So, you’ve received the news that your new roommate comes as a package deal. To your relief it’s not a clingy significant other who will inevitably become your third roommate, but rather a furry, four-legged friend — you couldn’t be more excited! Maybe you’re no vegan, but you’ve always been an animal lover, and you figure having a pet you can play with and not have to pay for is a pretty sweet deal. But a few weeks after settling in and finishing up a few DIY decorating projects, you start to notice problems. Stains on your beautiful hardwood floors, the pet odor that just won’t go away, and hair all over the place. The cherry on top? You have a new alarm clock — in the form of barking, meowing and scratching on the door — that goes off an hour earlier every morning. But just when you think you’ve had enough, there could still be a way to resolve the situation without someone having to make an early exit. Here’s what you can do if you’re dealing with a roommate’s untrained pet.
Talk to Your Roommate
Like all relationships in life, communication is key to a successful partnership. That rule applies to the people you share a home with as well. So remember that the sooner the problem is addressed, the sooner it can be fixed. If you’re having serious issues with your furry roommate, be clear and concise about what the exact problems are. Use examples and avoid making generalized blanket statements. Here are a few places you can start:
- Point out a stain on the floor and explain where it’s from. Don’t attack your roommate or the animal; just remind them it’s in everyone’s best interest to keep the apartment in the best condition possible so you all get the full security deposit back. (Not to mention, your roommate might have also put down a pet deposit).
- Let your roommate know that the noise is waking you up. Your roommate may not be bothered by the barking because they may already be awake or even gone for the day — but if it’s disrupting your sleep, you need to say something. The pet could be waking up neighbors if your apartment building has thin walls, and the last you thing want is to hear from your landlord that it’s an issue. Nobody likes those neighbors, so your roommate will understand.
- Avoid becoming passive aggressive. Whatever you do, don’t leave passive aggressive notes about your concerns. Pet owners are sometimes aloof to things that might annoy someone who doesn’t have an animal companion. Chances are your roommate will be happy to make adjustments so everyone can be comfortable if you’re up front about what’s bothering you.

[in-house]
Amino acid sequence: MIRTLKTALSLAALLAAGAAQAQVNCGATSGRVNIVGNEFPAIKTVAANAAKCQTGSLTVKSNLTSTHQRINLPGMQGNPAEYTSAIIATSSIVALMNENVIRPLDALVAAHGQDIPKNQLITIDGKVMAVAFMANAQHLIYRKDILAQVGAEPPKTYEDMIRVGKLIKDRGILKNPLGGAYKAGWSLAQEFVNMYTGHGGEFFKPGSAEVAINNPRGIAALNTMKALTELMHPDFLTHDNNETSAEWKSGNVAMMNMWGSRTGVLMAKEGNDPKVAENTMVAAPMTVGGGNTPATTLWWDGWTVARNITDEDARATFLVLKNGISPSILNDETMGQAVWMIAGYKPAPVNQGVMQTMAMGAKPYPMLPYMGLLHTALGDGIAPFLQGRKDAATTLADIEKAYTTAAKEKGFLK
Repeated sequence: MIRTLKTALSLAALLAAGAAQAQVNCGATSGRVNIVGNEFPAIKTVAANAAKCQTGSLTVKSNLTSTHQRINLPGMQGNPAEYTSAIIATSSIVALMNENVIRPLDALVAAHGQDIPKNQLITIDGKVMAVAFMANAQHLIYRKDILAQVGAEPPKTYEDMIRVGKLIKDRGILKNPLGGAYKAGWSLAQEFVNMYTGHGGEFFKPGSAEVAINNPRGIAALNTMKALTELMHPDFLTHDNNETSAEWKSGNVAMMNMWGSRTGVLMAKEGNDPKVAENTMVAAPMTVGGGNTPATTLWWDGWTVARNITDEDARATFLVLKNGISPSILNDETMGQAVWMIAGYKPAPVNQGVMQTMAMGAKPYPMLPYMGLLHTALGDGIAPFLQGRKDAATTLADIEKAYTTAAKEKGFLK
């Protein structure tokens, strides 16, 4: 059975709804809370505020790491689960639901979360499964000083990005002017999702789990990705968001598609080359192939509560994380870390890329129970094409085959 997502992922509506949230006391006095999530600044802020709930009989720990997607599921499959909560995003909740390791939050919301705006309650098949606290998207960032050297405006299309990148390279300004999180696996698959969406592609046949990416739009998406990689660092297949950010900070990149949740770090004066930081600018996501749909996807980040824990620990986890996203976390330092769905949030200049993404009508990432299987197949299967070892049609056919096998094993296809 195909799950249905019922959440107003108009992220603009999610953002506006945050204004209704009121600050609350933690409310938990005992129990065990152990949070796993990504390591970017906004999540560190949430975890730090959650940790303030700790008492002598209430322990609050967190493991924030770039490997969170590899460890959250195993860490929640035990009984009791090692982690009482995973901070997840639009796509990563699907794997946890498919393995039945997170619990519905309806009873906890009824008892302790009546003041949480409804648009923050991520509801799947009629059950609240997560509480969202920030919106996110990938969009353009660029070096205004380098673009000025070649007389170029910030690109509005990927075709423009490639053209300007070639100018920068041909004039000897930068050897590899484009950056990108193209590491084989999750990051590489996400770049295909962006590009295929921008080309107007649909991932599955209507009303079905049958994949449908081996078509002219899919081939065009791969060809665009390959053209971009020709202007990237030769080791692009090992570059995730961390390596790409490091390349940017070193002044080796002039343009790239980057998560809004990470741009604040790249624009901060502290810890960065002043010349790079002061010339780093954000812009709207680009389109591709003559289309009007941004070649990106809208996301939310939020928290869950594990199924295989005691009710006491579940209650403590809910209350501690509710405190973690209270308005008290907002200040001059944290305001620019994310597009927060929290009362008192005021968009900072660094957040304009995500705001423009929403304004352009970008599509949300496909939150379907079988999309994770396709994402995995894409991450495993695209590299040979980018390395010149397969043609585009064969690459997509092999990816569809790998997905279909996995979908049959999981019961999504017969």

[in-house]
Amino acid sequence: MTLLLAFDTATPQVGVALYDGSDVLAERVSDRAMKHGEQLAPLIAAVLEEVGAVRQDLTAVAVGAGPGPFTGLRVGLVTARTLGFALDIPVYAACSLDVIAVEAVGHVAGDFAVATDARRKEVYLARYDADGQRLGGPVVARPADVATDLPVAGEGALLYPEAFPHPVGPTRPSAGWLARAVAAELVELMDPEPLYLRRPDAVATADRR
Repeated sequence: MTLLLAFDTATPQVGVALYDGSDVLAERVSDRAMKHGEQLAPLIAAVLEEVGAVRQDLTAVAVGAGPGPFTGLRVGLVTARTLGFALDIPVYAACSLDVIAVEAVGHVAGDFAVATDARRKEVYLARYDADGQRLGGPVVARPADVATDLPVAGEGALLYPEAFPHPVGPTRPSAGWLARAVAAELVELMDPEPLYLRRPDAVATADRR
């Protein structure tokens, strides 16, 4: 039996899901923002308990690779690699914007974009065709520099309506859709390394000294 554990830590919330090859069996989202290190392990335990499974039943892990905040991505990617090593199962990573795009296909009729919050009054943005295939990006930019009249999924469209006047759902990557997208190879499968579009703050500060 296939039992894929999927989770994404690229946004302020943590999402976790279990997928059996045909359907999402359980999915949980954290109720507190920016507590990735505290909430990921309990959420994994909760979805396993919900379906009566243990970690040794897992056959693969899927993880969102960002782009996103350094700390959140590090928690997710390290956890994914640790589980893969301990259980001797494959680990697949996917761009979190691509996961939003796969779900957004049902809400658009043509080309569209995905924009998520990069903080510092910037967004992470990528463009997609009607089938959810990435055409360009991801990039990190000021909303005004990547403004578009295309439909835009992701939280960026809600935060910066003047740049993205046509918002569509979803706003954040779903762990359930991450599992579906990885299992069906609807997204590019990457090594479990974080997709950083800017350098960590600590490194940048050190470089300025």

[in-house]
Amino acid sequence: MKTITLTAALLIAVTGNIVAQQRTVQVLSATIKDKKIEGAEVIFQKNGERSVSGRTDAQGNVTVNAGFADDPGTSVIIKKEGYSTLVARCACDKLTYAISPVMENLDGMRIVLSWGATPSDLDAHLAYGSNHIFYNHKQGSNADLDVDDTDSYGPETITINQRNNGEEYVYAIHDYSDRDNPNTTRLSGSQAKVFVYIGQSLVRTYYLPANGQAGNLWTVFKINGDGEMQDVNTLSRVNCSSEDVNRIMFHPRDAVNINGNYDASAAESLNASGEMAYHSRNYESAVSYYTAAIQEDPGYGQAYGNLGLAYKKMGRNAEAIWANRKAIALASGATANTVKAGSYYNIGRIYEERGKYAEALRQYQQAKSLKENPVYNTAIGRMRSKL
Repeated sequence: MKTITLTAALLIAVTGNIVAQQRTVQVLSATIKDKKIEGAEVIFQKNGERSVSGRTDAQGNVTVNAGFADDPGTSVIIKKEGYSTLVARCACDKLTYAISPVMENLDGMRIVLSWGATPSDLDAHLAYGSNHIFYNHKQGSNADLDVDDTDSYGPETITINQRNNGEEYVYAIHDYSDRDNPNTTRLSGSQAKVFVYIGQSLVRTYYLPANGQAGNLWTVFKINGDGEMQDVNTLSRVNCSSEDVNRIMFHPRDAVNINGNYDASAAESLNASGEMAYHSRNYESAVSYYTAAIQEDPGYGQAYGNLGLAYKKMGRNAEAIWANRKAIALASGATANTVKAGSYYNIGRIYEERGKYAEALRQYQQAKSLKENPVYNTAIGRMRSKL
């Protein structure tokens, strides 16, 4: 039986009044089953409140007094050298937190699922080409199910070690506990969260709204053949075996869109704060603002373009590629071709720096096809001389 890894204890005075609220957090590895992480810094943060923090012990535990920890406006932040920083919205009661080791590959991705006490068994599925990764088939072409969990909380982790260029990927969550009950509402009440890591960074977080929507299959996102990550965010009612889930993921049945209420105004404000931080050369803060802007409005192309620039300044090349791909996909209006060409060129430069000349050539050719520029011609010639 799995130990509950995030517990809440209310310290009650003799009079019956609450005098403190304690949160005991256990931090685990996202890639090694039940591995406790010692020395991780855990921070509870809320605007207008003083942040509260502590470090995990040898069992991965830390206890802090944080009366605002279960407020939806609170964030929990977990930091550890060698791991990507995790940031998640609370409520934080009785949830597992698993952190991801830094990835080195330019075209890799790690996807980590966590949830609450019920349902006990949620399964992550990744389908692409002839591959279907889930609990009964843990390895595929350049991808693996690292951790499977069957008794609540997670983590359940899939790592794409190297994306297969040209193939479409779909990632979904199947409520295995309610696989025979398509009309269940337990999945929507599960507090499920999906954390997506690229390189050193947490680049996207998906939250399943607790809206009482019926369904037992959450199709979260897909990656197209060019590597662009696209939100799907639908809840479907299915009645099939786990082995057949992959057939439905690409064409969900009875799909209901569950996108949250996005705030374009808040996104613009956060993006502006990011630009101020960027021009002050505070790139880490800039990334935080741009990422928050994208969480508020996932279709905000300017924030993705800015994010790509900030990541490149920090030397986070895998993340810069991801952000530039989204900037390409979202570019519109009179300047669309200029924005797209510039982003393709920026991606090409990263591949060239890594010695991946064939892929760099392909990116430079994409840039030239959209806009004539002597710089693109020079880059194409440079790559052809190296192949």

Help Train The Pet
If things don’t get better after you’ve talked to your roommate, you can try some basic training tactics yourself. Of course, how comfortable you are with this option will depend on your relationship with your roommate. If you have a roommate that doesn’t want to be friends, you may feel uncomfortable taking this approach. But if you communicate your intentions to your roommate, it’s likely they’ll be appreciative of the extra help.
No previous pet training experience? Veterinarian Dr. Amber Andersen of Redondo Veterinary Medical Center offers a few tips on how you can get your roommate’s untrained pet to behave better.
“The best general training tip is using positive reinforcement,” she says. “This is the best type of training therapy to go by. Despite what you might see on TV with some popular trainers, avoiding any type of negative or dominance based theory is ideal.”
Before you start practicing any training methods with someone else’s pets, make sure to get on the same page with your roommate. Even though you may have good intentions, remember to tread lightly. Pets are like family, and your roommate may rightfully be very protective of their furry companion.
“Don’t start any training without talking with the pet owner and making a clear plan first,” advises Anderson. “The most ideal situation is the pet is working with a positive reinforcement-based trainer who you can learn from together. Changes in training techniques and lack of consistency can really confuse an animal.”
If this is simply too time consuming for either of you, suggest creating a budget for a pet sitter and/or training classes to your roommate. Pet stores like PetSmart offer a wide variety of affordable training classes and are located all over the United States and Canada. You can also check your local pet stores for other options.
Reach Out to Neighbors With Pets
Remember that co-living extends beyond the walls of your apartment. If you know a neighbor in the building has a pet, you can suggest your roommate reach out and see if they’re open to partnering up on walking or pet-sitting duties. This type of mutually beneficial relationship worked flawlessly for New York City actress Kelly O’Connor whose neighbor was happy to help.
“I was living with a roommate who didn’t have time to help me with my dog which was totally understandable. One day I ran into my upstairs neighbor while she was letting her dog out and our dogs seemed to get along. We realized we had the same issue when it came to time and our pets, so we exchanged keys and worked out a system” says Kelly.
“We walked our own dogs early in the morning before 7 a.m., and I let them both out around noon before I left for the day. She had a 9-to-5 schedule while my days usually ran until about 9 p.m, so she would let them both out when she got home everyday around 6:30. It was great to find someone who had an opposite schedule from me but was on the same page about their pet being a priority. We kept this routine going for over a year before she moved. It was such a relief of anxiety and our dogs were happier than ever!”